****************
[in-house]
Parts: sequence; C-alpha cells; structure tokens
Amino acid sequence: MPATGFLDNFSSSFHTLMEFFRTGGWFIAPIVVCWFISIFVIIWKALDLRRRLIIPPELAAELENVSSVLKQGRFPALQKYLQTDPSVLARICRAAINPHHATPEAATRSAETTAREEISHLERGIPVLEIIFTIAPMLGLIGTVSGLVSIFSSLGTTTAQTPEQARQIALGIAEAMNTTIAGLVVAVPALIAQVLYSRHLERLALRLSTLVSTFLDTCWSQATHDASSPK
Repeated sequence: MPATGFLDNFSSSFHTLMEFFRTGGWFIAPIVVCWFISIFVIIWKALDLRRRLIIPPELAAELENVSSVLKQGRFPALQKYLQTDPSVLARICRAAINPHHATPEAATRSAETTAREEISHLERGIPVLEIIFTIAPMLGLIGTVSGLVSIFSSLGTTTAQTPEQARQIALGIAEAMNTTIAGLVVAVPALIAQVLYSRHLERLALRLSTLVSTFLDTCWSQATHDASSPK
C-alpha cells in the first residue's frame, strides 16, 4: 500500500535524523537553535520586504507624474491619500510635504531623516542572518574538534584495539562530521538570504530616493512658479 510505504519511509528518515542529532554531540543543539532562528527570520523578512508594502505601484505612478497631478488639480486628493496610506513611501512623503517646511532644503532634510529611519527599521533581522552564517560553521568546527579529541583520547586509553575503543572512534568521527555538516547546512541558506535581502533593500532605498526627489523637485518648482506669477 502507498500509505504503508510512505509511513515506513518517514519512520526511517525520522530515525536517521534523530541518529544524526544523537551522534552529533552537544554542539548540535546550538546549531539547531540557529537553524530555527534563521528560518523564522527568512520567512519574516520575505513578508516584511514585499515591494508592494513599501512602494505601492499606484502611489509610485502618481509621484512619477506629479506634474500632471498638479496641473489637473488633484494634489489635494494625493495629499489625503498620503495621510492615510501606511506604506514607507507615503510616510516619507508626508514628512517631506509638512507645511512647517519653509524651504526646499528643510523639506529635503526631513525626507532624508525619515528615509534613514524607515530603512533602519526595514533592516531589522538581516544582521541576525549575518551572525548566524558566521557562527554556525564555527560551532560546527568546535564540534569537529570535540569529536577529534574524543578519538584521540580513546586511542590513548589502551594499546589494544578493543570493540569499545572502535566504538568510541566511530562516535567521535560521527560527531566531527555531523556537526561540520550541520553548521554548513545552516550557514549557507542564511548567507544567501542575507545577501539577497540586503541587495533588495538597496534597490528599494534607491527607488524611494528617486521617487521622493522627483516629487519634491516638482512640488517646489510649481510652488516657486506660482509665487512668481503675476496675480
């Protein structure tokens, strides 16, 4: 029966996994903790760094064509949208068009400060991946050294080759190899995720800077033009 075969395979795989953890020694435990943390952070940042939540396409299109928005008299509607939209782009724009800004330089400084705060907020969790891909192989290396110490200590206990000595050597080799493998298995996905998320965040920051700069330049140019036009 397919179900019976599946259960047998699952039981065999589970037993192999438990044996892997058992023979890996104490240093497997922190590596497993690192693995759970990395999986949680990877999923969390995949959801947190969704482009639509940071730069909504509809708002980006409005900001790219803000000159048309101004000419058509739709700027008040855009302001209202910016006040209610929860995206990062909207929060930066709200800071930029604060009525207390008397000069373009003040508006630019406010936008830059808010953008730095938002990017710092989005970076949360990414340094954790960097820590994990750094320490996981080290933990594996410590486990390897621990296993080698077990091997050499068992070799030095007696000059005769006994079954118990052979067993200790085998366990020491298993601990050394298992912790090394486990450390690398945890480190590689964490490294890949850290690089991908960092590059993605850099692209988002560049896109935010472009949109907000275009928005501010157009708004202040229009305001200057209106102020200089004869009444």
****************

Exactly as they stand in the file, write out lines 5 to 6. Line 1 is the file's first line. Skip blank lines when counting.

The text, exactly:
C-alpha cells in the first residue's frame, strides 16, 4: 500500500535524523537553535520586504507624474491619500510635504531623516542572518574538534584495539562530521538570504530616493512658479 510505504519511509528518515542529532554531540543543539532562528527570520523578512508594502505601484505612478497631478488639480486628493496610506513611501512623503517646511532644503532634510529611519527599521533581522552564517560553521568546527579529541583520547586509553575503543572512534568521527555538516547546512541558506535581502533593500532605498526627489523637485518648482506669477 502507498500509505504503508510512505509511513515506513518517514519512520526511517525520522530515525536517521534523530541518529544524526544523537551522534552529533552537544554542539548540535546550538546549531539547531540557529537553524530555527534563521528560518523564522527568512520567512519574516520575505513578508516584511514585499515591494508592494513599501512602494505601492499606484502611489509610485502618481509621484512619477506629479506634474500632471498638479496641473489637473488633484494634489489635494494625493495629499489625503498620503495621510492615510501606511506604506514607507507615503510616510516619507508626508514628512517631506509638512507645511512647517519653509524651504526646499528643510523639506529635503526631513525626507532624508525619515528615509534613514524607515530603512533602519526595514533592516531589522538581516544582521541576525549575518551572525548566524558566521557562527554556525564555527560551532560546527568546535564540534569537529570535540569529536577529534574524543578519538584521540580513546586511542590513548589502551594499546589494544578493543570493540569499545572502535566504538568510541566511530562516535567521535560521527560527531566531527555531523556537526561540520550541520553548521554548513545552516550557514549557507542564511548567507544567501542575507545577501539577497540586503541587495533588495538597496534597490528599494534607491527607488524611494528617486521617487521622493522627483516629487519634491516638482512640488517646489510649481510652488516657486506660482509665487512668481503675476496675480
């Protein structure tokens, strides 16, 4: 029966996994903790760094064509949208068009400060991946050294080759190899995720800077033009 075969395979795989953890020694435990943390952070940042939540396409299109928005008299509607939209782009724009800004330089400084705060907020969790891909192989290396110490200590206990000595050597080799493998298995996905998320965040920051700069330049140019036009 397919179900019976599946259960047998699952039981065999589970037993192999438990044996892997058992023979890996104490240093497997922190590596497993690192693995759970990395999986949680990877999923969390995949959801947190969704482009639509940071730069909504509809708002980006409005900001790219803000000159048309101004000419058509739709700027008040855009302001209202910016006040209610929860995206990062909207929060930066709200800071930029604060009525207390008397000069373009003040508006630019406010936008830059808010953008730095938002990017710092989005970076949360990414340094954790960097820590994990750094320490996981080290933990594996410590486990390897621990296993080698077990091997050499068992070799030095007696000059005769006994079954118990052979067993200790085998366990020491298993601990050394298992912790090394486990450390690398945890480190590689964490490294890949850290690089991908960092590059993605850099692209988002560049896109935010472009949109907000275009928005501010157009708004202040229009305001200057209106102020200089004869009444």